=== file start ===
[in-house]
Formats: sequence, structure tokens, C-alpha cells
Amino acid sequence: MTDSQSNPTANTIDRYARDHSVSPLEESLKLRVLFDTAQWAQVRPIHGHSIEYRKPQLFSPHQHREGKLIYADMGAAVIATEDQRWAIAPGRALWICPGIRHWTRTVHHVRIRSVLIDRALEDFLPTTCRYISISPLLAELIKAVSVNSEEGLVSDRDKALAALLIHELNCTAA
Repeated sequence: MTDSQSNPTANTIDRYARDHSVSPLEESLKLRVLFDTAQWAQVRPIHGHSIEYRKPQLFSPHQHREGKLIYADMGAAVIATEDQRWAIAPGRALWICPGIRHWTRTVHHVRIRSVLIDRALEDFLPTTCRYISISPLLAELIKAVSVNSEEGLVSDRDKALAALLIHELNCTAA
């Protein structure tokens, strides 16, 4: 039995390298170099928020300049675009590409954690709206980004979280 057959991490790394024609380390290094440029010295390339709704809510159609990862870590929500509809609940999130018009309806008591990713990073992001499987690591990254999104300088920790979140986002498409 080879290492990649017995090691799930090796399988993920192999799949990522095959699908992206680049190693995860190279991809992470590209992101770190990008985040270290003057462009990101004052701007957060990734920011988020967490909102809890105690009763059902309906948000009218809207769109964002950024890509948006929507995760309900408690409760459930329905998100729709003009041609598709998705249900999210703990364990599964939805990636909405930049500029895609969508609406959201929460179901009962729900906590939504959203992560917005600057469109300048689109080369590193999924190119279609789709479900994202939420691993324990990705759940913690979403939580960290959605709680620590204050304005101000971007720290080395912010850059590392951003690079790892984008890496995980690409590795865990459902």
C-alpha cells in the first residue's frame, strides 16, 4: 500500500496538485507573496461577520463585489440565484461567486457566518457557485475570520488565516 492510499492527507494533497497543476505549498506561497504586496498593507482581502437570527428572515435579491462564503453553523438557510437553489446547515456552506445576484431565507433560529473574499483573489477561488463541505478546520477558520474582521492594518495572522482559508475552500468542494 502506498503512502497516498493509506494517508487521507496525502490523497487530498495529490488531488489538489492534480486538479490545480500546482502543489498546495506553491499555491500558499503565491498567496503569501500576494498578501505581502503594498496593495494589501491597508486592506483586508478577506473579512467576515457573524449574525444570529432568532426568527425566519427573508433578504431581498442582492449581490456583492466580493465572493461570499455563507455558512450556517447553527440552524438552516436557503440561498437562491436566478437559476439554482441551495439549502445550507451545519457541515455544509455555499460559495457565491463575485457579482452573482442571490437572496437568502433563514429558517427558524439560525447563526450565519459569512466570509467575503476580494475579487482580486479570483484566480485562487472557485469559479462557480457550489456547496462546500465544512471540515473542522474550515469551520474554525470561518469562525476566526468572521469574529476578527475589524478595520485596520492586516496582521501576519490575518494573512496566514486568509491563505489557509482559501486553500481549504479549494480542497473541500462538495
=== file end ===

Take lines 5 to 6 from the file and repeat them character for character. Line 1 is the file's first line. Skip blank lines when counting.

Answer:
């Protein structure tokens, strides 16, 4: 039995390298170099928020300049675009590409954690709206980004979280 057959991490790394024609380390290094440029010295390339709704809510159609990862870590929500509809609940999130018009309806008591990713990073992001499987690591990254999104300088920790979140986002498409 080879290492990649017995090691799930090796399988993920192999799949990522095959699908992206680049190693995860190279991809992470590209992101770190990008985040270290003057462009990101004052701007957060990734920011988020967490909102809890105690009763059902309906948000009218809207769109964002950024890509948006929507995760309900408690409760459930329905998100729709003009041609598709998705249900999210703990364990599964939805990636909405930049500029895609969508609406959201929460179901009962729900906590939504959203992560917005600057469109300048689109080369590193999924190119279609789709479900994202939420691993324990990705759940913690979403939580960290959605709680620590204050304005101000971007720290080395912010850059590392951003690079790892984008890496995980690409590795865990459902």
C-alpha cells in the first residue's frame, strides 16, 4: 500500500496538485507573496461577520463585489440565484461567486457566518457557485475570520488565516 492510499492527507494533497497543476505549498506561497504586496498593507482581502437570527428572515435579491462564503453553523438557510437553489446547515456552506445576484431565507433560529473574499483573489477561488463541505478546520477558520474582521492594518495572522482559508475552500468542494 502506498503512502497516498493509506494517508487521507496525502490523497487530498495529490488531488489538489492534480486538479490545480500546482502543489498546495506553491499555491500558499503565491498567496503569501500576494498578501505581502503594498496593495494589501491597508486592506483586508478577506473579512467576515457573524449574525444570529432568532426568527425566519427573508433578504431581498442582492449581490456583492466580493465572493461570499455563507455558512450556517447553527440552524438552516436557503440561498437562491436566478437559476439554482441551495439549502445550507451545519457541515455544509455555499460559495457565491463575485457579482452573482442571490437572496437568502433563514429558517427558524439560525447563526450565519459569512466570509467575503476580494475579487482580486479570483484566480485562487472557485469559479462557480457550489456547496462546500465544512471540515473542522474550515469551520474554525470561518469562525476566526468572521469574529476578527475589524478595520485596520492586516496582521501576519490575518494573512496566514486568509491563505489557509482559501486553500481549504479549494480542497473541500462538495